Saturday, June 14, 2008

China 2008

There are times when it is appropriate to repeat oneself. This is one of those times. China is a place of amazing contradiction. There is state of the art technology and the average family income is something south of $2000 per year. There is gentleness, strength, and generosity of spirit and a cutthroat, deceptive, and aggressive set of business “ethics.” It is a nation with cities orders of magnitude larger than New York City and yet there is a smallness and something resembling an inferiority complex that drives the intensity. There is great attention to form, less to function. For example, in the late early Ming Dynasty, the Chinese Navy was among the greatest in the world. Within 20 years, it was reduced to a bare police force. There was first a move to be a world power; then a retrenching toward extreme isolationism. This back and forth continued until the Opium Wars in the 19th century.

I could go on and on about Chinese history, but rather I will do what I made the students do – list the three most impressive things that I saw on my journey. What’s amazing is that the Temple of Heaven and the Forbidden City (second on last year’s list) don’t make the top three. So, here we go – from three to one. However, let’s begin with the honorable mention – first, the sites that I want to see in future (apart from the top three, to which I would gladly return). The Memorial of Sun Yat-Sen. Sun Yat-Sen was born just as the War of Northern Aggression (aka, the American Civil War) was ending. Intriguingly enough, it would be Dr. Sun Yat-Sen and Yuan Shi-kai who would lead the overthrow of the Qin dynasty and depose the last emperor, Pu Yi, in 1911. The memorial to Sun Yat-Sen is in Guangzhou is Southeastern China. His is an amazing story and one I would love to explore further.

In Guangzhou, also, is the tomb of the Southern Kings. The tomb, rediscovered in 1983, dates to at least two hundred years BCE. The tomb is the final resting place of King Wu of the Southern Han dynasty. The king was buried in a suit of jade armor. The suit is comprised of thousands of squares of jade, sown together with silk thread. It weighs literally thousands of pounds. It’s quite an impressive sight.

So, in Guangzhou, there is an interesting juxtaposition on ancient and contemporary – the city was the ancient capital of part of China roughly contemporary to the rise of Julius Caesar and was the modern seat of the end of the Chinese dynastic period just under a hundred years ago. That the tomb of the King Wu went undiscovered for two millennia is absolutely breathtaking. With this discover along with one in the top three, we can begin to conclude that we know (and are learning) more about ancient Chinese history than any of our ancestors from that day to this. That’s rather a mindboggling thing to grasp.

The other honorable mention has to be the Temple of Heaven and the Forbidden City. The Temple of Heaven is the place where the Emperor would come each year to pray for good harvest. As China was nearly an entirely agrarian economy in the early 1400s, it could have been quite unfortunate for the Emperor should the harvests turn out poorly for more than a couple of years at a time. The complex is laid out in such a way that there is a single avenue that runs from the Forbidden City through the Temple of Heaven and Hall of Good Harvest to the Center of the World. The Forbidden City complex was constructed beginning around 1406 and was completed nearly three decades later. All of the emperors of the Ming Dynasty and the Qing Dynasty occupied the Forbidden City until 1911. It was the center of power and the center of Imperial religion, a mixture of Confucian, Buddhism, and ancient nature religions. As we discovered again this year, one must “walk with purpose” to get from the southern gate all the way to the northern gate of the complex.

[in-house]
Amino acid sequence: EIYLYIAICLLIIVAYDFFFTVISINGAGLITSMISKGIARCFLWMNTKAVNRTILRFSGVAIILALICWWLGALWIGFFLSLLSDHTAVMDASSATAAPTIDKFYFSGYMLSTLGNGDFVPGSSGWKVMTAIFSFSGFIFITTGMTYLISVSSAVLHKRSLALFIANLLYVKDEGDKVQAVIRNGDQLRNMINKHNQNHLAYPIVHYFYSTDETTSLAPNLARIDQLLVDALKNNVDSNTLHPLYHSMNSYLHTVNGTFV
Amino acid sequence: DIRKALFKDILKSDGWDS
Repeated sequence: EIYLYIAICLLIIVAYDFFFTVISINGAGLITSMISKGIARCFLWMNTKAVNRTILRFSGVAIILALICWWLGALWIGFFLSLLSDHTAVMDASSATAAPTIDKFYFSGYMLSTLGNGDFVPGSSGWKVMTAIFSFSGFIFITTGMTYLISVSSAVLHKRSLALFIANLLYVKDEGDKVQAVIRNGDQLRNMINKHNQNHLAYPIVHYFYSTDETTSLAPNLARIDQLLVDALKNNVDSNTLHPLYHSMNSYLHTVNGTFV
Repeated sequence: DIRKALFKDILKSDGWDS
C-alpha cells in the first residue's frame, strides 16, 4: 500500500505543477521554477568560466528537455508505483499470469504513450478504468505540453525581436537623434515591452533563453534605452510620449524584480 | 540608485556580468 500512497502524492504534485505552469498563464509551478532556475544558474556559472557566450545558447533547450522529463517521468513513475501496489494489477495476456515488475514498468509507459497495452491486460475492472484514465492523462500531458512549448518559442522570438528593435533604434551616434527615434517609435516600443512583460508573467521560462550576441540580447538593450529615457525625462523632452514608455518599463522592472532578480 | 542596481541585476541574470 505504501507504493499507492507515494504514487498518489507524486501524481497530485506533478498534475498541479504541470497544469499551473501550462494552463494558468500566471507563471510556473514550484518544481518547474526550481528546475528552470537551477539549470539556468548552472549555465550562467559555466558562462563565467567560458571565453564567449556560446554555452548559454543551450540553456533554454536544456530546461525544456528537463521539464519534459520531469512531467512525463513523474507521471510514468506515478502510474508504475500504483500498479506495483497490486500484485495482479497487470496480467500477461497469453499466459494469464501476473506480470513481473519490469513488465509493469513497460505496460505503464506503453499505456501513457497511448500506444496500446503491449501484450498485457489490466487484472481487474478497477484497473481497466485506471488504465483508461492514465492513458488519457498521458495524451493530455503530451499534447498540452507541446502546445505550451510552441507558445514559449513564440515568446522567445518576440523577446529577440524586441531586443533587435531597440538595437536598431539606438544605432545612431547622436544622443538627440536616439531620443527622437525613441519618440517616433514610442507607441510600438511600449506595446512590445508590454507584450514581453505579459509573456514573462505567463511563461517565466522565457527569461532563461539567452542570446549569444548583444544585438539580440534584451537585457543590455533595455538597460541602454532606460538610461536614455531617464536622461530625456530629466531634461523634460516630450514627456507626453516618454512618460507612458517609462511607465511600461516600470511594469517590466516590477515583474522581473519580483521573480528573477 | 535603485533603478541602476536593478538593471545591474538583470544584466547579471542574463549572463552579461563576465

When one enters the complex, one notes that the wall is square – this signifies earth and the world. It is a foundation upon which all the world is built. Thus, the center of the earth (a complex in three rings with a slightly raised place in the exact center signifying the center of the world) is close to the southern gate. Each of the three rings symbolizes a different ring of reality. The bottom ring is the underworld, the middle ring is the ring of earth, and the final ring is the ring of heaven. Passing through the center of the earth, the walls become a bit more rounded. One is moving from earth to heaven and the entirety of the architecture conveys that physical and metaphysical journey.

After a brief detour to the Pearl Market and a bite of lunch at a noodle shop – amazing food again this year (another blog will deal with the culinary delights) – we began our journey to Tiannamen Square and the Forbidden City.
Back to the Top Three list. The Honorable Mention list is complete – The Tomb of the Southern Kings; The Sun Yat-Sen Memorial and Museum; The Temple of Heaven and the Forbidden City. Any trip that included only those would be sufficient and breathtaking and enough to tell everybody back home that they need to see. However, they only make the HM list. On to the top.

May we have a drum roll, please? Okay, that’s unnecessary. Let’s start with number 3. Number 3 was number 1 last year. And, what’s even more impressive is that this year, the haze was gone – it was a beautiful, sunny day. We rode the cable car up to the top (I walked it last year and I figured that I didn’t get to see enough of the expanse of the Great Wall because it took so long to walk up and down). From the cable car to the toboggan slide down the wall (that was a blast, too), was about a mile and a half. We covered that mile and a half in a little over an hour – but, that’s quite impressive. In parts, it goes straight up and straight down; the stairs are uneven – some about two inches high and maybe six inches out followed by a step that’s about two feet high and 18 inches out followed by another short one, etc. But, the view is amazing. It is truly impossible to capture the scope with a two-dimensional photograph, but I’ve given it a whirl.